About This ProjectDid you know that fruit flies have brains?! Not only do they have brains but their neurons are very similar to ours and can degenerate in the same way that ours do if we have a neurodegenerative disease. This research aims to use fruit fly larva (maggots) to not only learn about the detailed processes of neurodegeneration but also to engage and excite the next generation of research scientists.
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What is the context of this research?
The degeneration of neurons occurs during normal neuronal development and in response to neuronal injury or stress. In humans, advanced again is associated with a large number of neurodegenerative diseases that result from the progressive and irreversible deterioration of neurons. Currently there is no cure for these devastating neuronal disorders. To facilitated the understanding and eventual treatment of these diseases, it is imperative to have molecular insight into the processes that drive neurodegeneration. The goal of my research is to inspire and engage undergraduate researchers in cutting edge biomedical research with the aim of understanding the molecular basis of neurodegeneration.
My lab uses fruit flies to study neurodegeneration because in certain mutations in flies cause motoneuron degeneration which shares many of the cellular hallmarks of degeneration in mammalian neurons. This suggests that common cellular stresses are able to initiate motoneuron degeneration in flies and mammals and that there is a common degenerative signaling pathway. The assay that we use to study neurons degenerating involves dissecting and staining fruit fly neurons and muscles (see image above showing a neuron stained with a marker for neurons in red, a muscle marker in blue, and a marker for surrounding glial cells in green). This assay is easily mastered and allows student researchers the opportunity to learn the fundamentals of genetics, neuroanatomy, and fluorescence microscopy. Additionally, students discover the value of utilizing model organisms in the study of development and disease. My hope is to empower and motivate students to participate in science at the highest levels!
Please refer to my website to learn more about my research interests and laboratory: http://mywebspace.quinnipiac.edu/lckeller/Keller_...
What is the significance of this project?
Within our aging population neurodegeneration is affecting more and more people. It is a biomedical research topic where many unanswered questions remain. My lab utilizes a very simple model organism in order to examine the molecular details of neurons as they degenerate.
What are the goals of the project?
- Utilize known mutations in fruit flies that cause progressive degeneration to characterize fruit fly neurons as they degenerate with markers that stain actin, ER, MTs, and lysosomes.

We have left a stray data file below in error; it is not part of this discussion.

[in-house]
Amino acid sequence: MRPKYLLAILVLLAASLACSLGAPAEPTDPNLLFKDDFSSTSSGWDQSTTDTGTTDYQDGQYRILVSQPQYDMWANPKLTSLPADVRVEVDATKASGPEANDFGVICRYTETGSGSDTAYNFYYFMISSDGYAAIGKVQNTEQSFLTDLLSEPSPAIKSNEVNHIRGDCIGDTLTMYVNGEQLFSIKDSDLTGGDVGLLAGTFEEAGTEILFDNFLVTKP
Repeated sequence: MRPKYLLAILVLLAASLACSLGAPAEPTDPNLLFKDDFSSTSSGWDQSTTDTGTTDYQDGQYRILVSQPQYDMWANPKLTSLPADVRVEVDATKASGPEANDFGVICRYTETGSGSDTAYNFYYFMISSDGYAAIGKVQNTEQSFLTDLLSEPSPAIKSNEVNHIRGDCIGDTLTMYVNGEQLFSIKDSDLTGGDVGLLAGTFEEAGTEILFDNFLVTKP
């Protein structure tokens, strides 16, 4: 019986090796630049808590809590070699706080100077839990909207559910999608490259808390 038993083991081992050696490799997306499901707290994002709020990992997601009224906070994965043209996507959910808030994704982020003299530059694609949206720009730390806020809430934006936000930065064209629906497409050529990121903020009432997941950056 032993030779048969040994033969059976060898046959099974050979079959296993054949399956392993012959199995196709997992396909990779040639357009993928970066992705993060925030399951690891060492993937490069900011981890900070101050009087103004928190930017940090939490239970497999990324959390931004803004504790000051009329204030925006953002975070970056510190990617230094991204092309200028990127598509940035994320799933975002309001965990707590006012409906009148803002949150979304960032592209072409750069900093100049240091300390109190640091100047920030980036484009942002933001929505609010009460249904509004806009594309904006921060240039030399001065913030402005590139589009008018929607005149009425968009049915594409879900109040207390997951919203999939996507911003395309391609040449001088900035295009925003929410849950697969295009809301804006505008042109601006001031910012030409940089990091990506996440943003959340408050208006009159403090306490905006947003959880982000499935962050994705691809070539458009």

- Train undergraduate researchers in micro-dissection, immunofluorescence, and confocal microscopy.
The entire budget would provide living expenses for a talented undergraduate student named Kyle for ten weeks over the summer. Kyle would love to conduct research in my lab over the summer but he cannot afford not to work. I desperately want to provide Kyle with the opportunity to experience science research firsthand and get excited about science and working in a laboratory. Funding this project would allow Kyle to work on important biomedically relevant science in my laboratory over the summer. Kyle can receive reduced housing on campus at Quinnipiac University but cannot afford it without your help.
Help fund Kyle and neurodegenerative research!!
Meet the Team
Team BioI have always had a passion for solving biomedically relevant questions through the use of simple model organisms. My Ph.D. focused on using a small green alga to understand how centrioles and cilia form. In my postdoc I choose to study a topic that will undoubtedly affect all of us somehow within our lives- neurodegeneration. I truly believe that studying fruit flies can help us learn the molecular details that take place during the degeneration of neurons.
Lani C. Keller
I am an educator and research scientist striving to engage and excite the next generation of scientists in research. I grew up in the wild outdoors in Alaska, where moose hunkered down in our yards and filleting salmon quickly became a biology lesson. My entire scientific career has focused on using simple biological model organisms to study complex biomedically problems. During my PhD at the University of California, San Francisco I studied a single-celled green algae to explore the protein make-up of a centriole (a small organelle within all of our cells). Through this process we determined that a large number of human disease proteins are conserved and important for creating a centriole. As a postdoctoral fellow, I studied how a simple fruit fly can be used to study the complexities of neurodegeneration (and yes flies do have brains). I now have my own lab at a teaching university with very little funding for the sciences but this does not deter me from conducting and teaching research and being generally excited about how amazing biology is.
Additional InformationFunding for undergraduate summer research is limited but incredibly important for our future. We need to invest in our future generation of scientists and get them excited about biomedically relevant research projects early in their careers. Please help fund this important endeavor.
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